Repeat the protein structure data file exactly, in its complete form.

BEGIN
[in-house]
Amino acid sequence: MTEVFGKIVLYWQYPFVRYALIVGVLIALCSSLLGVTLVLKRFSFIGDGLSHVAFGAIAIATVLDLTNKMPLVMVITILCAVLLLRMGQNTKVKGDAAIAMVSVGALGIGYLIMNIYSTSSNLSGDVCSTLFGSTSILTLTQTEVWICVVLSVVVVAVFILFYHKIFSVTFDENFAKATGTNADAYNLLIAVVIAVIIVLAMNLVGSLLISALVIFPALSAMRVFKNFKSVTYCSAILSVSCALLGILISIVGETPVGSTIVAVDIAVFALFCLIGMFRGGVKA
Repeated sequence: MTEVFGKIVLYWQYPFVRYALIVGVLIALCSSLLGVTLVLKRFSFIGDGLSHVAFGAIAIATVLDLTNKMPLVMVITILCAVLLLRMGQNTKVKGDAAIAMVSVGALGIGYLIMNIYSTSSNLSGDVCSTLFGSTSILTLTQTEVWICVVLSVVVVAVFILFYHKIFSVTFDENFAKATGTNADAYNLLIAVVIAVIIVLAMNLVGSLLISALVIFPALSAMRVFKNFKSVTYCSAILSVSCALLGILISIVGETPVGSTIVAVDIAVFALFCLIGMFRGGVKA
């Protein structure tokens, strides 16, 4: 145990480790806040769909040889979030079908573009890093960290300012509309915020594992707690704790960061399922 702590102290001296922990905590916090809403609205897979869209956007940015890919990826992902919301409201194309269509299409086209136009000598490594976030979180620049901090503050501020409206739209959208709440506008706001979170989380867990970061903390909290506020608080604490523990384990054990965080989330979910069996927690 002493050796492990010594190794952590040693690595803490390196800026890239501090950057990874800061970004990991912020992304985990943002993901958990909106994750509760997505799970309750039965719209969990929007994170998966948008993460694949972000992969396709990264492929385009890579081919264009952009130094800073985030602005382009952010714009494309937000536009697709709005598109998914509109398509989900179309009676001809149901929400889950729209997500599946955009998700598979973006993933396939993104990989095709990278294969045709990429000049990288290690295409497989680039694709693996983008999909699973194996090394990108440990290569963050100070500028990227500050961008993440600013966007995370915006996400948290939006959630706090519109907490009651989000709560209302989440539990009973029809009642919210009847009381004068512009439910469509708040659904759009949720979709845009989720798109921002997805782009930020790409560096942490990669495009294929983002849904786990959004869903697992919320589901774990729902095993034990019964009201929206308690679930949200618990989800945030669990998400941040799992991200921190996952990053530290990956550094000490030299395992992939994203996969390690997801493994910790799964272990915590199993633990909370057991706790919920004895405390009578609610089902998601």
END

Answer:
[in-house]
Amino acid sequence: MTEVFGKIVLYWQYPFVRYALIVGVLIALCSSLLGVTLVLKRFSFIGDGLSHVAFGAIAIATVLDLTNKMPLVMVITILCAVLLLRMGQNTKVKGDAAIAMVSVGALGIGYLIMNIYSTSSNLSGDVCSTLFGSTSILTLTQTEVWICVVLSVVVVAVFILFYHKIFSVTFDENFAKATGTNADAYNLLIAVVIAVIIVLAMNLVGSLLISALVIFPALSAMRVFKNFKSVTYCSAILSVSCALLGILISIVGETPVGSTIVAVDIAVFALFCLIGMFRGGVKA
Repeated sequence: MTEVFGKIVLYWQYPFVRYALIVGVLIALCSSLLGVTLVLKRFSFIGDGLSHVAFGAIAIATVLDLTNKMPLVMVITILCAVLLLRMGQNTKVKGDAAIAMVSVGALGIGYLIMNIYSTSSNLSGDVCSTLFGSTSILTLTQTEVWICVVLSVVVVAVFILFYHKIFSVTFDENFAKATGTNADAYNLLIAVVIAVIIVLAMNLVGSLLISALVIFPALSAMRVFKNFKSVTYCSAILSVSCALLGILISIVGETPVGSTIVAVDIAVFALFCLIGMFRGGVKA
């Protein structure tokens, strides 16, 4: 145990480790806040769909040889979030079908573009890093960290300012509309915020594992707690704790960061399922 702590102290001296922990905590916090809403609205897979869209956007940015890919990826992902919301409201194309269509299409086209136009000598490594976030979180620049901090503050501020409206739209959208709440506008706001979170989380867990970061903390909290506020608080604490523990384990054990965080989330979910069996927690 002493050796492990010594190794952590040693690595803490390196800026890239501090950057990874800061970004990991912020992304985990943002993901958990909106994750509760997505799970309750039965719209969990929007994170998966948008993460694949972000992969396709990264492929385009890579081919264009952009130094800073985030602005382009952010714009494309937000536009697709709005598109998914509109398509989900179309009676001809149901929400889950729209997500599946955009998700598979973006993933396939993104990989095709990278294969045709990429000049990288290690295409497989680039694709693996983008999909699973194996090394990108440990290569963050100070500028990227500050961008993440600013966007995370915006996400948290939006959630706090519109907490009651989000709560209302989440539990009973029809009642919210009847009381004068512009439910469509708040659904759009949720979709845009989720798109921002997805782009930020790409560096942490990669495009294929983002849904786990959004869903697992919320589901774990729902095993034990019964009201929206308690679930949200618990989800945030669990998400941040799992991200921190996952990053530290990956550094000490030299395992992939994203996969390690997801493994910790799964272990915590199993633990909370057991706790919920004895405390009578609610089902998601």